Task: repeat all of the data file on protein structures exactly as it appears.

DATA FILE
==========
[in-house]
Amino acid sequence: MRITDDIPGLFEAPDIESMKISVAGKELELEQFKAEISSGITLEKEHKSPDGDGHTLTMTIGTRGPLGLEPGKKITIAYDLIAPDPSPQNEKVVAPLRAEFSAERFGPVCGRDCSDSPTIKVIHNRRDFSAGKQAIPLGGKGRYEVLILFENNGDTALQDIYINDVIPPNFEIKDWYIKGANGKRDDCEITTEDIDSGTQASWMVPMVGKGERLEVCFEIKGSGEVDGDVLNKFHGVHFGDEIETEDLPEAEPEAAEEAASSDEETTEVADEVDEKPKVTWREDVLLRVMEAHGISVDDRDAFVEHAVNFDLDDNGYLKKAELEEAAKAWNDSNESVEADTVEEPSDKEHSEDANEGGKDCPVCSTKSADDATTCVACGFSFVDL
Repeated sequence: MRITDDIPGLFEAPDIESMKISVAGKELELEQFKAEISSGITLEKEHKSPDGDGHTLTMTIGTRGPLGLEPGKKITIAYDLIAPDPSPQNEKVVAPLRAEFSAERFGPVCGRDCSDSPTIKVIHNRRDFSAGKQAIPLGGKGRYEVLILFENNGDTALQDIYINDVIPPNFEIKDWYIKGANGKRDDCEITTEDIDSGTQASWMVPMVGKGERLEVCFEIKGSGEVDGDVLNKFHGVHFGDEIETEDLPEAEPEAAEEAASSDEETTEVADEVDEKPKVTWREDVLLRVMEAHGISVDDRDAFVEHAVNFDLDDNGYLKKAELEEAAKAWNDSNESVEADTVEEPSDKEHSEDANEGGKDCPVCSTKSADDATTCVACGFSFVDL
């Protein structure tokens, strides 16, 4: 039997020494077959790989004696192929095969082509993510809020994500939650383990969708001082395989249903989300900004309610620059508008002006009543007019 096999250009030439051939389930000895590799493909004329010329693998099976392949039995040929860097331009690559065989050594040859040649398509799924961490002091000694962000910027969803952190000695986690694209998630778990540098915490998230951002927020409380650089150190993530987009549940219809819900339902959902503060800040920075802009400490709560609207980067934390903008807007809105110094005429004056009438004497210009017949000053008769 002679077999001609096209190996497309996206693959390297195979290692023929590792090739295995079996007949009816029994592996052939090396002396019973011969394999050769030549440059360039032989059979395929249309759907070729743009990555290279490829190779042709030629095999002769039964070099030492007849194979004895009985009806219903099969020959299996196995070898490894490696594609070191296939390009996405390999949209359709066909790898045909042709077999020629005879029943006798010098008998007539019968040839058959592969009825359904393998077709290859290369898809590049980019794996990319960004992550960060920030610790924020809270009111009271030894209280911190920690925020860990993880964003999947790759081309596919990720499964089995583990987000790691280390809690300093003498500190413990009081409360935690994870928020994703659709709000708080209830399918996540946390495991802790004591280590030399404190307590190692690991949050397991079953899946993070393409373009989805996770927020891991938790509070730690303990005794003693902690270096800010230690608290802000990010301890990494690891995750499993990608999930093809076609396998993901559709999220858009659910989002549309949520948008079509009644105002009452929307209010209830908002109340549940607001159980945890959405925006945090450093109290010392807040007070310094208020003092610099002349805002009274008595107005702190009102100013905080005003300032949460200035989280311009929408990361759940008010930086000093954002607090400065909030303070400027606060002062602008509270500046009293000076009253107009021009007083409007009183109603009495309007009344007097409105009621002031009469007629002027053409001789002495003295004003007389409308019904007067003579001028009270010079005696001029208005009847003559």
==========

[in-house]
Amino acid sequence: MRITDDIPGLFEAPDIESMKISVAGKELELEQFKAEISSGITLEKEHKSPDGDGHTLTMTIGTRGPLGLEPGKKITIAYDLIAPDPSPQNEKVVAPLRAEFSAERFGPVCGRDCSDSPTIKVIHNRRDFSAGKQAIPLGGKGRYEVLILFENNGDTALQDIYINDVIPPNFEIKDWYIKGANGKRDDCEITTEDIDSGTQASWMVPMVGKGERLEVCFEIKGSGEVDGDVLNKFHGVHFGDEIETEDLPEAEPEAAEEAASSDEETTEVADEVDEKPKVTWREDVLLRVMEAHGISVDDRDAFVEHAVNFDLDDNGYLKKAELEEAAKAWNDSNESVEADTVEEPSDKEHSEDANEGGKDCPVCSTKSADDATTCVACGFSFVDL
Repeated sequence: MRITDDIPGLFEAPDIESMKISVAGKELELEQFKAEISSGITLEKEHKSPDGDGHTLTMTIGTRGPLGLEPGKKITIAYDLIAPDPSPQNEKVVAPLRAEFSAERFGPVCGRDCSDSPTIKVIHNRRDFSAGKQAIPLGGKGRYEVLILFENNGDTALQDIYINDVIPPNFEIKDWYIKGANGKRDDCEITTEDIDSGTQASWMVPMVGKGERLEVCFEIKGSGEVDGDVLNKFHGVHFGDEIETEDLPEAEPEAAEEAASSDEETTEVADEVDEKPKVTWREDVLLRVMEAHGISVDDRDAFVEHAVNFDLDDNGYLKKAELEEAAKAWNDSNESVEADTVEEPSDKEHSEDANEGGKDCPVCSTKSADDATTCVACGFSFVDL
């Protein structure tokens, strides 16, 4: 039997020494077959790989004696192929095969082509993510809020994500939650383990969708001082395989249903989300900004309610620059508008002006009543007019 096999250009030439051939389930000895590799493909004329010329693998099976392949039995040929860097331009690559065989050594040859040649398509799924961490002091000694962000910027969803952190000695986690694209998630778990540098915490998230951002927020409380650089150190993530987009549940219809819900339902959902503060800040920075802009400490709560609207980067934390903008807007809105110094005429004056009438004497210009017949000053008769 002679077999001609096209190996497309996206693959390297195979290692023929590792090739295995079996007949009816029994592996052939090396002396019973011969394999050769030549440059360039032989059979395929249309759907070729743009990555290279490829190779042709030629095999002769039964070099030492007849194979004895009985009806219903099969020959299996196995070898490894490696594609070191296939390009996405390999949209359709066909790898045909042709077999020629005879029943006798010098008998007539019968040839058959592969009825359904393998077709290859290369898809590049980019794996990319960004992550960060920030610790924020809270009111009271030894209280911190920690925020860990993880964003999947790759081309596919990720499964089995583990987000790691280390809690300093003498500190413990009081409360935690994870928020994703659709709000708080209830399918996540946390495991802790004591280590030399404190307590190692690991949050397991079953899946993070393409373009989805996770927020891991938790509070730690303990005794003693902690270096800010230690608290802000990010301890990494690891995750499993990608999930093809076609396998993901559709999220858009659910989002549309949520948008079509009644105002009452929307209010209830908002109340549940607001159980945890959405925006945090450093109290010392807040007070310094208020003092610099002349805002009274008595107005702190009102100013905080005003300032949460200035989280311009929408990361759940008010930086000093954002607090400065909030303070400027606060002062602008509270500046009293000076009253107009021009007083409007009183109603009495309007009344007097409105009621002031009469007629002027053409001789002495003295004003007389409308019904007067003579001028009270010079005696001029208005009847003559």